5. Play: create a concept and prototypes to bring it alive.

In that order, no shortcuts. If you jump to conclusions and form a concept too early, chances are you will follow your brain’s old frames and not create a new insight. Immersion in your customer’s world is an important step, but you are not creating new insights until you get to the point where you have the potential to rewrite the rules. As innovation accelerates, what was new one day quickly becomes a competitive space. Think smartphones or vegan food. This demands continuous insight creation.

So what is the magic tool for cracking the frame? Prepare yourself: it’s Post-Its. Yes, those sticky little bits of paper have become the classic workshop tool for a reason. They allow you to rearrange and connect different thoughts. Collect all your observations on them and mix them up during the Mix phase to help create new insights.

Time to play: make it about them

Great, so now we have our insights. But we’re not in the business of selling insights (unless you are in the insight industry like Daniel). Our insights have to be brought into something that people can understand: a product and communication. A concept is based on an insight which captures the customer’s interest, has a benefit that converts that interest into value for the user, and gives reason to believe that you can actually deliver that benefit. Benefits can be functional or emotional: ideally they are both. How does it make people’s lives easier, how does it make them feel? It’s not about touting an attribute or feature, but translating it into a perception to the customer that it is somehow better than before.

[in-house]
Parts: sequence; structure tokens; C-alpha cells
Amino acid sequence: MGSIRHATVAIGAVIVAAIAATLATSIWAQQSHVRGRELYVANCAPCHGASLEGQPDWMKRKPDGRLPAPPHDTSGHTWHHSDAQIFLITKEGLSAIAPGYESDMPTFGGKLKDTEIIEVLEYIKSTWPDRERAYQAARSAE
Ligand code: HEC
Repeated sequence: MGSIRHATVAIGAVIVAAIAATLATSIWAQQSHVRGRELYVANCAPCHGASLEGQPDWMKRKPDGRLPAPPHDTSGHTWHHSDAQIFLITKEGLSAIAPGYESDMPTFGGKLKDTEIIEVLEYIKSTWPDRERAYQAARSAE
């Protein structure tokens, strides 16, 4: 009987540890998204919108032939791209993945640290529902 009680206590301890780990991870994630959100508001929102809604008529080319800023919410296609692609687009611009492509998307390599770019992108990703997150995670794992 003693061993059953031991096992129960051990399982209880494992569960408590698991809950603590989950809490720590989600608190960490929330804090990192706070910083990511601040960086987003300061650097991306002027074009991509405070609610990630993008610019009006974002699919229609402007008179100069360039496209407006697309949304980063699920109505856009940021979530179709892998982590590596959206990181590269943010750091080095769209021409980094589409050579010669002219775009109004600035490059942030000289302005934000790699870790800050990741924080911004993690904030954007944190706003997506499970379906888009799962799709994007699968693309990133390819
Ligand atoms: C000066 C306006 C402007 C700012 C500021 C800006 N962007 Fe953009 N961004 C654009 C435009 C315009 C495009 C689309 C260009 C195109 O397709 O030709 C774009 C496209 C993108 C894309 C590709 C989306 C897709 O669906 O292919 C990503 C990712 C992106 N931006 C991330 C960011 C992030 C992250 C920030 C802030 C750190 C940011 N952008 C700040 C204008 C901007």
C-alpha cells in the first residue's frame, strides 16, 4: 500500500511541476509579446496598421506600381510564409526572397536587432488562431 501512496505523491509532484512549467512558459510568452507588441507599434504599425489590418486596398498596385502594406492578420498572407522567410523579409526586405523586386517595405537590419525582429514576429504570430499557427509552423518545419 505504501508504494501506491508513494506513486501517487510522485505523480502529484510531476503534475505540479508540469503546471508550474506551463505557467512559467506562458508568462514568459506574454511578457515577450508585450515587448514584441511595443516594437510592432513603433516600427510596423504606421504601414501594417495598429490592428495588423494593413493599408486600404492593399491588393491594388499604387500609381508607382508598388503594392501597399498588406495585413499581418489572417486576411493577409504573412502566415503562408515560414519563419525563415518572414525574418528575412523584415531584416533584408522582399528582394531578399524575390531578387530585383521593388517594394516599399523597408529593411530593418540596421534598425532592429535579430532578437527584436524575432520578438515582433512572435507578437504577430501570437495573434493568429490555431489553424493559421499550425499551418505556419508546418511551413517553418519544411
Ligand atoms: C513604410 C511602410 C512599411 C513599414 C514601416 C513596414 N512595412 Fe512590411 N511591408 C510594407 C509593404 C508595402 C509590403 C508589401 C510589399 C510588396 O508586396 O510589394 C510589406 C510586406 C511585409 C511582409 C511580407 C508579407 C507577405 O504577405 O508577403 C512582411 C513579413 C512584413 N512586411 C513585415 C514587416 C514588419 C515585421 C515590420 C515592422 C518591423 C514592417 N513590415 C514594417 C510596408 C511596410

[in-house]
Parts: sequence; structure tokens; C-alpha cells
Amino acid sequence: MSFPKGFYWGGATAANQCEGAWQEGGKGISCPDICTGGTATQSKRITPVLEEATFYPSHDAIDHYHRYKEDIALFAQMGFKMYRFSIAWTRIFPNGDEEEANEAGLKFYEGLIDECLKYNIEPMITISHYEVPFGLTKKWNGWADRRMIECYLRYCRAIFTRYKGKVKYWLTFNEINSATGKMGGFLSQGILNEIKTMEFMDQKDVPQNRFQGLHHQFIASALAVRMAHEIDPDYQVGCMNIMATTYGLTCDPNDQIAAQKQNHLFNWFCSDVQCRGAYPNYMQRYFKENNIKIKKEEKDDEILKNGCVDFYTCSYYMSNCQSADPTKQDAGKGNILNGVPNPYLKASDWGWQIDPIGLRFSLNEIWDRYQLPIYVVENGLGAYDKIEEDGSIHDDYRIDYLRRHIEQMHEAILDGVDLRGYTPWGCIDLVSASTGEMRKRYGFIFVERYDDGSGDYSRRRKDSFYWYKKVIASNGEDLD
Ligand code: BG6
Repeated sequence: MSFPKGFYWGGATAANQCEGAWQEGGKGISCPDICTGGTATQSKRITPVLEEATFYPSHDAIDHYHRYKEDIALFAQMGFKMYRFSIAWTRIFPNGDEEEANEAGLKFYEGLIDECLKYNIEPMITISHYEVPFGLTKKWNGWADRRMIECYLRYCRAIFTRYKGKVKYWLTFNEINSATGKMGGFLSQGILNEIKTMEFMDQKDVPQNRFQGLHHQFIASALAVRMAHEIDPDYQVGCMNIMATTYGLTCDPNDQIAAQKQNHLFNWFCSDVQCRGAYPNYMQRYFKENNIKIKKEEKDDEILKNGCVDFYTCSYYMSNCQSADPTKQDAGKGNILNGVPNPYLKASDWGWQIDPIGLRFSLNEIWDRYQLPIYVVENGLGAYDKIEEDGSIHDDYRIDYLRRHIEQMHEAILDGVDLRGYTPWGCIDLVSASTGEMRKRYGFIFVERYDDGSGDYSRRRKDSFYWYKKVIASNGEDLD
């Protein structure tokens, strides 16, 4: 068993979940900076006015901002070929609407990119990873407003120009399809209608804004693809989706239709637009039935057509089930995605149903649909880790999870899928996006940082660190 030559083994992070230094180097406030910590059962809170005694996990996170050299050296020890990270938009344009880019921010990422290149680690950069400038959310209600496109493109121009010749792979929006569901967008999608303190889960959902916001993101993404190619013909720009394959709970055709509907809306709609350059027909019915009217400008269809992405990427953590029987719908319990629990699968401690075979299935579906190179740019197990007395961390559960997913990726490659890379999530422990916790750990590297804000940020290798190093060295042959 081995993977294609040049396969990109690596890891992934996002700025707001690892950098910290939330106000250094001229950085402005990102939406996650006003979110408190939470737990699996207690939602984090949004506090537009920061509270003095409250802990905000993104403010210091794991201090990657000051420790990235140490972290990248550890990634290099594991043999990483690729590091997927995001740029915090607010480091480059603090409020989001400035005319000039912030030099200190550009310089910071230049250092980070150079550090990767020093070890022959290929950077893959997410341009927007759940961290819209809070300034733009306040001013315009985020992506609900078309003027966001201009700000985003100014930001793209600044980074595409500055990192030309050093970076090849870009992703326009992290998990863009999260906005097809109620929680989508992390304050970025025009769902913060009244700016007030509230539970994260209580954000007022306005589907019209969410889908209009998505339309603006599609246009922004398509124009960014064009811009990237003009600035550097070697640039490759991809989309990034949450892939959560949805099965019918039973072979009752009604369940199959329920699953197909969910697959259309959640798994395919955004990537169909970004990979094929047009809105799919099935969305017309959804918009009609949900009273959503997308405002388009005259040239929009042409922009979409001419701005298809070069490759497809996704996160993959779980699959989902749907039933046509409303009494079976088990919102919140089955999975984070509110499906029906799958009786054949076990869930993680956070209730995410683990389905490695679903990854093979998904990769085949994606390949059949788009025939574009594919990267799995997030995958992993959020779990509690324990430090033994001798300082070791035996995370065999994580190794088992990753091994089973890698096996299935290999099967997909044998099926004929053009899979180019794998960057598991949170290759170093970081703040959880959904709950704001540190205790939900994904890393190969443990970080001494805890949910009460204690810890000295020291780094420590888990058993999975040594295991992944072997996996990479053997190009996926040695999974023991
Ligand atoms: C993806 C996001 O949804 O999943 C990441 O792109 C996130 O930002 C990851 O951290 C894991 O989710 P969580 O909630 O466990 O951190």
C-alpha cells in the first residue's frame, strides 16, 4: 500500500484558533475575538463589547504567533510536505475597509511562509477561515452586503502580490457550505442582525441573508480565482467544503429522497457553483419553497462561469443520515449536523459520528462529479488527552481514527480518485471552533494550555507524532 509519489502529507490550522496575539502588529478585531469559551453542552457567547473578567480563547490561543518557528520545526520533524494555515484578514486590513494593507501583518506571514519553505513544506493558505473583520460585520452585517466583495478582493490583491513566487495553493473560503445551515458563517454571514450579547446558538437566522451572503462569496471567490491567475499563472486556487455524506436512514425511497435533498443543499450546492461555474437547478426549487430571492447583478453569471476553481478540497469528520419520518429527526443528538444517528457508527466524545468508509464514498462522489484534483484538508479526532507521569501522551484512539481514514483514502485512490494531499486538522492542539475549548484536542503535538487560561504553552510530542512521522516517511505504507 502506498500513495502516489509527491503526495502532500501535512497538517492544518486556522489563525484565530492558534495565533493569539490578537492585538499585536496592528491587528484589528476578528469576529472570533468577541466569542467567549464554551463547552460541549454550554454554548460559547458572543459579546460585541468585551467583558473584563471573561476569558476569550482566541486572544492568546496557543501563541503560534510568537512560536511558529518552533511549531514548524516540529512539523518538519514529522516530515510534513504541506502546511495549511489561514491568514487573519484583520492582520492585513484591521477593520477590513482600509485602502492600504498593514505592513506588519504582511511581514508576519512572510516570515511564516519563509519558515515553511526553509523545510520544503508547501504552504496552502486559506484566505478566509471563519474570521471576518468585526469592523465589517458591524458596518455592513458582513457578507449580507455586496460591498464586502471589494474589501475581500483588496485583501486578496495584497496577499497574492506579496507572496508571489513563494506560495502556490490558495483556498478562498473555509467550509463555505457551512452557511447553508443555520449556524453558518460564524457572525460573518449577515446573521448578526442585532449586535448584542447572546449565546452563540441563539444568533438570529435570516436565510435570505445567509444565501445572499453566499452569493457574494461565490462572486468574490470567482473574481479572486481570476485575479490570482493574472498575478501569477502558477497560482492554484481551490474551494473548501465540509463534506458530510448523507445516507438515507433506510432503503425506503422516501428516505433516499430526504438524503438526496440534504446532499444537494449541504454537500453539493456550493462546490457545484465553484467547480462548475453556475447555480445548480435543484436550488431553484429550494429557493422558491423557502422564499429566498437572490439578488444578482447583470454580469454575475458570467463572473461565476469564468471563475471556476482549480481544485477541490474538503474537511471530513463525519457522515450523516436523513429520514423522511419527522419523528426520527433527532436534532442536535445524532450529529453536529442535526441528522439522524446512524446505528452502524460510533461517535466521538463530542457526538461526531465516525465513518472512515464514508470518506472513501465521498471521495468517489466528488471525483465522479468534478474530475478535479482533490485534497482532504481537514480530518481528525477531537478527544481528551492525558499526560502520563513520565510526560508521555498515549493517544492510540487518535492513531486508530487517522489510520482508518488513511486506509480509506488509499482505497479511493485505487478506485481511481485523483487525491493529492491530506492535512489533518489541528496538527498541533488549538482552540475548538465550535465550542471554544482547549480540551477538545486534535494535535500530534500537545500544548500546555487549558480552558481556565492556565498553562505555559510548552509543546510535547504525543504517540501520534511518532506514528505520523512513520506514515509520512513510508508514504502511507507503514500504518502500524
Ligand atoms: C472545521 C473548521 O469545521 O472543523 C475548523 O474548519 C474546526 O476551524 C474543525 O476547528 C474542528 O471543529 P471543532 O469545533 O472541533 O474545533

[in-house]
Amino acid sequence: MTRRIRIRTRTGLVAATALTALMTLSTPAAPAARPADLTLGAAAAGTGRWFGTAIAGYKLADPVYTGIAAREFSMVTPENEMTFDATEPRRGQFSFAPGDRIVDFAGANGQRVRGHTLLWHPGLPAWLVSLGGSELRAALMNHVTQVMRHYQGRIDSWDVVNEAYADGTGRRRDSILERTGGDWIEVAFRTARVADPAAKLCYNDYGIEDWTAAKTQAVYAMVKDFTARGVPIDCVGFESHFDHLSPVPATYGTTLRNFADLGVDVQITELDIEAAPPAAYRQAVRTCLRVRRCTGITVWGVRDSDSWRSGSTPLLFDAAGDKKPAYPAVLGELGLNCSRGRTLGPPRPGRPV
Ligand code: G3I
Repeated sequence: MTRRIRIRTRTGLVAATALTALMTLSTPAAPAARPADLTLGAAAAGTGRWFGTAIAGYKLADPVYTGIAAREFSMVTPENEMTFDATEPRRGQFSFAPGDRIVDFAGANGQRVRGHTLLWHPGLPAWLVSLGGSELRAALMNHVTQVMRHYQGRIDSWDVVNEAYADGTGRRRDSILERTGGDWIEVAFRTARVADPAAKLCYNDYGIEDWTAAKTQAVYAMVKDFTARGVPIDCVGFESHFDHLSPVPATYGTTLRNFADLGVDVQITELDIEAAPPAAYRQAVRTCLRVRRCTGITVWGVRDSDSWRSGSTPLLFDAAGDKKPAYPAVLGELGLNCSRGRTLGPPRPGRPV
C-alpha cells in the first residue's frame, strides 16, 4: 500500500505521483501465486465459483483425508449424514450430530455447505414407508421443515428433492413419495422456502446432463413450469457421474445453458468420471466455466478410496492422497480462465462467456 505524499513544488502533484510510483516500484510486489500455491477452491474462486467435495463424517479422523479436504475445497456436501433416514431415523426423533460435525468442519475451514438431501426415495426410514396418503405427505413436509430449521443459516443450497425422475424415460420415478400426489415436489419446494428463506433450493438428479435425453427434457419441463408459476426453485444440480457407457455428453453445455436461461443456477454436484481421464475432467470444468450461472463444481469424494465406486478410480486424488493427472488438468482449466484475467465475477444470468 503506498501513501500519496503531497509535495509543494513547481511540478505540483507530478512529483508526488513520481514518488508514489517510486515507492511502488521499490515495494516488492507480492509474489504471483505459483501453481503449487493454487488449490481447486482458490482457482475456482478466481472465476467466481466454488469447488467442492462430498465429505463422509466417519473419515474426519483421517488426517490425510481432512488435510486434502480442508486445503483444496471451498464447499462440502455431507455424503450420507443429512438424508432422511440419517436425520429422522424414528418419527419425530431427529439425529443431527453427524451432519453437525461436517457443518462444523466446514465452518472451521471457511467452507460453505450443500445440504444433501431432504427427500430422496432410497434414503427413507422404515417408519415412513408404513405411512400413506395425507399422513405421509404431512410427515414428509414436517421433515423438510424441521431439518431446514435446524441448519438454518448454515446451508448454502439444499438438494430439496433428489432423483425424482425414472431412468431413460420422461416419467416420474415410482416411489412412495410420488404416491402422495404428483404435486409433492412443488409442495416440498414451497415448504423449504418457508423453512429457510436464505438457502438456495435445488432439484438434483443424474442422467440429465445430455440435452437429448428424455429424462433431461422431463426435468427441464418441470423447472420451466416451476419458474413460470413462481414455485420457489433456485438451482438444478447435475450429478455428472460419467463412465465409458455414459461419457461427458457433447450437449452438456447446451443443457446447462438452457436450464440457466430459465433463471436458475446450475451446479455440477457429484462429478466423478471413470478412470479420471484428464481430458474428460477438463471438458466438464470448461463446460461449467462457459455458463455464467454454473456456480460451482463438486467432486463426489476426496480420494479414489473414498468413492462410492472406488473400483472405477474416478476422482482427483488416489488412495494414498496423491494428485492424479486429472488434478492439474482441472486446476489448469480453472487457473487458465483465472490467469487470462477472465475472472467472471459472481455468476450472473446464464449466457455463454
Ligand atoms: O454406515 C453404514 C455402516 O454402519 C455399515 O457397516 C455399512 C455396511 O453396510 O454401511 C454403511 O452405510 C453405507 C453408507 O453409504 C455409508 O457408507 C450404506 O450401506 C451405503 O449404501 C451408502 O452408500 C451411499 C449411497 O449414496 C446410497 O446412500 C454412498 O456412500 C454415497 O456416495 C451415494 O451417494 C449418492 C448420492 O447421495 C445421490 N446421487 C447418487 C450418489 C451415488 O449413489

The next step is bringing the concept alive: this is about creating the concept-product fit so that it all comes together and forms the starting point of your marketing. Don’t focus on creating the ideal, but come up with a collection of different executions to test perceptions and see what resonates. From that mix of prototypes you will identify your ideal combination. Understanding why it is ideal makes it easier to go forward with a strategic eye for what is right and wrong for your brand.

This is when you do your qualitative research: understanding how users interpret the product and how it makes a difference for them. It’s key to be interested in your customers: make it about them. Active listening is essential, observing what they are saying, doing, their body language, everything. Don’t ask why they think or feel something: this forces people to think in terms of how you interpret instead of how they experience something. Finally, you nail down which concept is the best: which one is superior in its attributes? Which one beats out the competition? This is where quantitative research comes in, where you measure overall opinions of a carefully selected audience.

Daniel’s final word: Doing the concept work to know how customers perceive you, what your benefit is and why there is reason to believe that you can deliver it creates a strong basis for your pitch, product design and comms. Don’t skip this work, or it may come back to haunt you later!